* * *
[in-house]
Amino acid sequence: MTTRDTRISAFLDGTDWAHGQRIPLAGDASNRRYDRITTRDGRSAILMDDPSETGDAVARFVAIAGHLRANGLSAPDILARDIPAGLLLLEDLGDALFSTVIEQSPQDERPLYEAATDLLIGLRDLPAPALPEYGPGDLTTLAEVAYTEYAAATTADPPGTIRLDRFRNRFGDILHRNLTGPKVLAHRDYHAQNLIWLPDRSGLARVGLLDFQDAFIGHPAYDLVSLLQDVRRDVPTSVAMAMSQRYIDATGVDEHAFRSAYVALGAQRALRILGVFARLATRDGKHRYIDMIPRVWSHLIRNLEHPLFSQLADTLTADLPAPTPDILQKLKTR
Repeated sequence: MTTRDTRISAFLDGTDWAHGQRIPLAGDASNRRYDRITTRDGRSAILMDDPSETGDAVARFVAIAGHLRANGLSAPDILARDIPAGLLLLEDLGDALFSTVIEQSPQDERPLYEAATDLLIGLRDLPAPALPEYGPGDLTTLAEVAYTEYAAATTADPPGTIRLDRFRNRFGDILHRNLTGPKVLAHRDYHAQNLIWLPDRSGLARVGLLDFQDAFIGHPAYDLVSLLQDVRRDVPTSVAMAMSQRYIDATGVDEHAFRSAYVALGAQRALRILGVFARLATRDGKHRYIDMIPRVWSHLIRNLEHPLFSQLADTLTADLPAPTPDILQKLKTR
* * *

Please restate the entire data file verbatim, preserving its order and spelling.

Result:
[in-house]
Amino acid sequence: MTTRDTRISAFLDGTDWAHGQRIPLAGDASNRRYDRITTRDGRSAILMDDPSETGDAVARFVAIAGHLRANGLSAPDILARDIPAGLLLLEDLGDALFSTVIEQSPQDERPLYEAATDLLIGLRDLPAPALPEYGPGDLTTLAEVAYTEYAAATTADPPGTIRLDRFRNRFGDILHRNLTGPKVLAHRDYHAQNLIWLPDRSGLARVGLLDFQDAFIGHPAYDLVSLLQDVRRDVPTSVAMAMSQRYIDATGVDEHAFRSAYVALGAQRALRILGVFARLATRDGKHRYIDMIPRVWSHLIRNLEHPLFSQLADTLTADLPAPTPDILQKLKTR
Repeated sequence: MTTRDTRISAFLDGTDWAHGQRIPLAGDASNRRYDRITTRDGRSAILMDDPSETGDAVARFVAIAGHLRANGLSAPDILARDIPAGLLLLEDLGDALFSTVIEQSPQDERPLYEAATDLLIGLRDLPAPALPEYGPGDLTTLAEVAYTEYAAATTADPPGTIRLDRFRNRFGDILHRNLTGPKVLAHRDYHAQNLIWLPDRSGLARVGLLDFQDAFIGHPAYDLVSLLQDVRRDVPTSVAMAMSQRYIDATGVDEHAFRSAYVALGAQRALRILGVFARLATRDGKHRYIDMIPRVWSHLIRNLEHPLFSQLADTLTADLPAPTPDILQKLKTR